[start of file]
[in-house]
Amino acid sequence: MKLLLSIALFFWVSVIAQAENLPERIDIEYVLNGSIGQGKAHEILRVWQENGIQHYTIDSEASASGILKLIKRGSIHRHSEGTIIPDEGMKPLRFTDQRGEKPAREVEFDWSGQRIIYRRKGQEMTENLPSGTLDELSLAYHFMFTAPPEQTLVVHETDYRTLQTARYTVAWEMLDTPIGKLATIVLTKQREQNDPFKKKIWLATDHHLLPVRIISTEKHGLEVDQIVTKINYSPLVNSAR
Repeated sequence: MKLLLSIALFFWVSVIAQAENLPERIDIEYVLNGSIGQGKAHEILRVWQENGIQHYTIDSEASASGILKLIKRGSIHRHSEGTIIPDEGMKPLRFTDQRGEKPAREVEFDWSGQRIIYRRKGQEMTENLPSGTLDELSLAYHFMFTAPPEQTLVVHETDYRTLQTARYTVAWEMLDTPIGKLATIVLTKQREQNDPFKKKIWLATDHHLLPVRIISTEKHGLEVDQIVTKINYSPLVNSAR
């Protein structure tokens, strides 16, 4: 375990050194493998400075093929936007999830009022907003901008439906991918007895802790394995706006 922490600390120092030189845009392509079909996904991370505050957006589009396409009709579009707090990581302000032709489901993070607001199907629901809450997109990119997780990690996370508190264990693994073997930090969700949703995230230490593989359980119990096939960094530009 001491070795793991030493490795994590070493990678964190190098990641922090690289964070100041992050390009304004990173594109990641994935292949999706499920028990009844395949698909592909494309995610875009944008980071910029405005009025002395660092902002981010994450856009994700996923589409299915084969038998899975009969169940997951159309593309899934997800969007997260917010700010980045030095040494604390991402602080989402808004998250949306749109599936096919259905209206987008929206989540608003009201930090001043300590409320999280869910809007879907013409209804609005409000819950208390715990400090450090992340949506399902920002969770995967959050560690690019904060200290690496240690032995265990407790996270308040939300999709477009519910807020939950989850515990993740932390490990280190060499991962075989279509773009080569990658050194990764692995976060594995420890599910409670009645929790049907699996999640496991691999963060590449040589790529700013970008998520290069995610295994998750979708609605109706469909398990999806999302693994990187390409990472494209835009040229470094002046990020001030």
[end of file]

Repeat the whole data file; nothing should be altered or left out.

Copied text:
[in-house]
Amino acid sequence: MKLLLSIALFFWVSVIAQAENLPERIDIEYVLNGSIGQGKAHEILRVWQENGIQHYTIDSEASASGILKLIKRGSIHRHSEGTIIPDEGMKPLRFTDQRGEKPAREVEFDWSGQRIIYRRKGQEMTENLPSGTLDELSLAYHFMFTAPPEQTLVVHETDYRTLQTARYTVAWEMLDTPIGKLATIVLTKQREQNDPFKKKIWLATDHHLLPVRIISTEKHGLEVDQIVTKINYSPLVNSAR
Repeated sequence: MKLLLSIALFFWVSVIAQAENLPERIDIEYVLNGSIGQGKAHEILRVWQENGIQHYTIDSEASASGILKLIKRGSIHRHSEGTIIPDEGMKPLRFTDQRGEKPAREVEFDWSGQRIIYRRKGQEMTENLPSGTLDELSLAYHFMFTAPPEQTLVVHETDYRTLQTARYTVAWEMLDTPIGKLATIVLTKQREQNDPFKKKIWLATDHHLLPVRIISTEKHGLEVDQIVTKINYSPLVNSAR
């Protein structure tokens, strides 16, 4: 375990050194493998400075093929936007999830009022907003901008439906991918007895802790394995706006 922490600390120092030189845009392509079909996904991370505050957006589009396409009709579009707090990581302000032709489901993070607001199907629901809450997109990119997780990690996370508190264990693994073997930090969700949703995230230490593989359980119990096939960094530009 001491070795793991030493490795994590070493990678964190190098990641922090690289964070100041992050390009304004990173594109990641994935292949999706499920028990009844395949698909592909494309995610875009944008980071910029405005009025002395660092902002981010994450856009994700996923589409299915084969038998899975009969169940997951159309593309899934997800969007997260917010700010980045030095040494604390991402602080989402808004998250949306749109599936096919259905209206987008929206989540608003009201930090001043300590409320999280869910809007879907013409209804609005409000819950208390715990400090450090992340949506399902920002969770995967959050560690690019904060200290690496240690032995265990407790996270308040939300999709477009519910807020939950989850515990993740932390490990280190060499991962075989279509773009080569990658050194990764692995976060594995420890599910409670009645929790049907699996999640496991691999963060590449040589790529700013970008998520290069995610295994998750979708609605109706469909398990999806999302693994990187390409990472494209835009040229470094002046990020001030």